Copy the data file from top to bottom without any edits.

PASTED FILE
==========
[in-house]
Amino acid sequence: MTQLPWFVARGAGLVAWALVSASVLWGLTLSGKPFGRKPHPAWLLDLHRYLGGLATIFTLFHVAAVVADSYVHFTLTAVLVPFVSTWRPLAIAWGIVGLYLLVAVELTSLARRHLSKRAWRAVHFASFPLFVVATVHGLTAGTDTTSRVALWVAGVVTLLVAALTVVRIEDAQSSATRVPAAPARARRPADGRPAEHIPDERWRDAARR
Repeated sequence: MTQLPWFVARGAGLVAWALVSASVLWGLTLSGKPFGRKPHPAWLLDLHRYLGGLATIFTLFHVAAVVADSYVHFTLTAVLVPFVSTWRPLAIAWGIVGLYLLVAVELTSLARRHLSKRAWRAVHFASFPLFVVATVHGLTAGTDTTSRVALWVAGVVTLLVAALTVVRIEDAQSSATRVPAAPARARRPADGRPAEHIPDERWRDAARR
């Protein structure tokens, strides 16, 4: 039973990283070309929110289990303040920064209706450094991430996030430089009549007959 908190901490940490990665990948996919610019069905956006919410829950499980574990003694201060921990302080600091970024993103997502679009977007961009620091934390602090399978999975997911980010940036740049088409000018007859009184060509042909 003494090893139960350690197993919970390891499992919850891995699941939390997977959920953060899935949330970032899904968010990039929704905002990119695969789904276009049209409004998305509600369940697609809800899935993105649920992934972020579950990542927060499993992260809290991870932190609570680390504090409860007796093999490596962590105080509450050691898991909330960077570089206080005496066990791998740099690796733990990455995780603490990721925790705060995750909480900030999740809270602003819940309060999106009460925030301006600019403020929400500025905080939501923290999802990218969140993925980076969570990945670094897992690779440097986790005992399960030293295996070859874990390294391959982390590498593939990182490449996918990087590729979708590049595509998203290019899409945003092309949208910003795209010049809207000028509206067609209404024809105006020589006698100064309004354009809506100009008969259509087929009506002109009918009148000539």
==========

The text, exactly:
[in-house]
Amino acid sequence: MTQLPWFVARGAGLVAWALVSASVLWGLTLSGKPFGRKPHPAWLLDLHRYLGGLATIFTLFHVAAVVADSYVHFTLTAVLVPFVSTWRPLAIAWGIVGLYLLVAVELTSLARRHLSKRAWRAVHFASFPLFVVATVHGLTAGTDTTSRVALWVAGVVTLLVAALTVVRIEDAQSSATRVPAAPARARRPADGRPAEHIPDERWRDAARR
Repeated sequence: MTQLPWFVARGAGLVAWALVSASVLWGLTLSGKPFGRKPHPAWLLDLHRYLGGLATIFTLFHVAAVVADSYVHFTLTAVLVPFVSTWRPLAIAWGIVGLYLLVAVELTSLARRHLSKRAWRAVHFASFPLFVVATVHGLTAGTDTTSRVALWVAGVVTLLVAALTVVRIEDAQSSATRVPAAPARARRPADGRPAEHIPDERWRDAARR
């Protein structure tokens, strides 16, 4: 039973990283070309929110289990303040920064209706450094991430996030430089009549007959 908190901490940490990665990948996919610019069905956006919410829950499980574990003694201060921990302080600091970024993103997502679009977007961009620091934390602090399978999975997911980010940036740049088409000018007859009184060509042909 003494090893139960350690197993919970390891499992919850891995699941939390997977959920953060899935949330970032899904968010990039929704905002990119695969789904276009049209409004998305509600369940697609809800899935993105649920992934972020579950990542927060499993992260809290991870932190609570680390504090409860007796093999490596962590105080509450050691898991909330960077570089206080005496066990791998740099690796733990990455995780603490990721925790705060995750909480900030999740809270602003819940309060999106009460925030301006600019403020929400500025905080939501923290999802990218969140993925980076969570990945670094897992690779440097986790005992399960030293295996070859874990390294391959982390590498593939990182490449996918990087590729979708590049595509998203290019899409945003092309949208910003795209010049809207000028509206067609209404024809105006020589006698100064309004354009809506100009008969259509087929009506002109009918009148000539």